Thursday, July 26, 2012

Snails and Lovells Island

Today we explored the tidal pools at Lovells Island.  We almost weren't able to due to a cancelled boat, but the wonderful crew of the Abigail helped us out in our time of need.  Thank you again!

On Lovells Island, the tide pools were teeming with life.  We found so much!  We had hermit crabs, sea lettuce, rockweeds, barnacles, green-grass like seaweed, blue mussels, asian shore crabs, tiny arthropods, periwinkes and tunicates galore!  The tidal pools had organisms from both environments.  The growth of the seaweed and organisms wasn't as dense as we found in the subtidal locations at the Barking Crab and Rowe's Wharf, but it was much more dense than the periwinkles and crabs found at Peddock's Island.  
 Life in the tidal pool

Personally, I was surprised by the amount and variation of tunicates we found.  We found orange sheath tunicates, blood tunicates, a colony of tunicates, and another lighter colored tunicate. 
 Blood tunicate
 Colony of tunicates
Orange sheath tunicates and another tunicate

We also saw several periwinkles.  Here's a picture of three different ones.
The orange shell is most likely a smooth perwinkle.  According to Peterson's Field Guide, the smooth periwinkle is small and round, and lives among the rockweeds.  The spire is low, and the whorls are smooth.  The color varies and includes orange.  I believe the other two are rough periwinkles.  The rough periwinkles vary in color including white and brown, have a longer and more oval-ish shape than the rounded common periwinkles and has the deeper groove pattern on the shell.  We also saw many common periwinkles.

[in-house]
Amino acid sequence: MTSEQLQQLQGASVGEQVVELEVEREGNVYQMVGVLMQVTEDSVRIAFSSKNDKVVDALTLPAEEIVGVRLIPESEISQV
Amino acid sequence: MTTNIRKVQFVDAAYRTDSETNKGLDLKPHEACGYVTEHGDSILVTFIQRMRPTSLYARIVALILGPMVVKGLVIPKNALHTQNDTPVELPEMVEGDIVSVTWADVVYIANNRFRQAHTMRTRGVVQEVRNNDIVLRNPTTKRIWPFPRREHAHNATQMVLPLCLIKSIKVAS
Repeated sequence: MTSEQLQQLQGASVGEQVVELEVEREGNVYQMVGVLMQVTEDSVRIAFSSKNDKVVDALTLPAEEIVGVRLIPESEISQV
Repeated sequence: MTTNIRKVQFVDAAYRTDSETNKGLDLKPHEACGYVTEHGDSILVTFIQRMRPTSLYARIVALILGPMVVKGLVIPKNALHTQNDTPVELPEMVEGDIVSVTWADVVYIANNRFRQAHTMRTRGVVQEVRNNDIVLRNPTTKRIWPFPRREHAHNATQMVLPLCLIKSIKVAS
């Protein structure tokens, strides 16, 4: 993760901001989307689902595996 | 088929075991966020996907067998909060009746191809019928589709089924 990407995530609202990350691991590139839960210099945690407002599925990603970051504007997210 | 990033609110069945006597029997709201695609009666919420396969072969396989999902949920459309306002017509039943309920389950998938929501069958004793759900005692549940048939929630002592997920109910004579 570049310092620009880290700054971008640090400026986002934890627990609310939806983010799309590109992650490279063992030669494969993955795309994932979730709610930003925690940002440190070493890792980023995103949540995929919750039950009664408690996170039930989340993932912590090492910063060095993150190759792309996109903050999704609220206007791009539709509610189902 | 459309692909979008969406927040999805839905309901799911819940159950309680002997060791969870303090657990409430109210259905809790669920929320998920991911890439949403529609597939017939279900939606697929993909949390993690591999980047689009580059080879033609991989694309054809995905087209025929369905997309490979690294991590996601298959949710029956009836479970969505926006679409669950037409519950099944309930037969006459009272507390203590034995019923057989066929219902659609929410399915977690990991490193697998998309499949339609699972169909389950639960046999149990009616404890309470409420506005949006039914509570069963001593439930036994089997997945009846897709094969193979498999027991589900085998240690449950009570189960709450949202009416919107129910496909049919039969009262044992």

We also saw some terrestrial snails.  On the beach there was a grouping of shells on the rocks, and then we found live snails on the trees.
Empty snail shells on the rock on the beach

Live terrestrial snail
As far as what type of snail it is, I would say this is a white lipped snail.  The coloring varies with the white lipped snail, but the lip is generally white or light colored as it is in this case.  The bands of color are common with the species, and the snails are able to withstand a wetter climate.  ( and

As for how the shells got to the rock, I would say that seagulls brought them there.  There were wide holes in each of the shells that make it appear that they have been damaged, and I would venture a guess that a seagull brought them over to the rock and hit them with its beak until it was able to eat them.  Here's a video on how seagulls eat snails:

See you all tomorrow!

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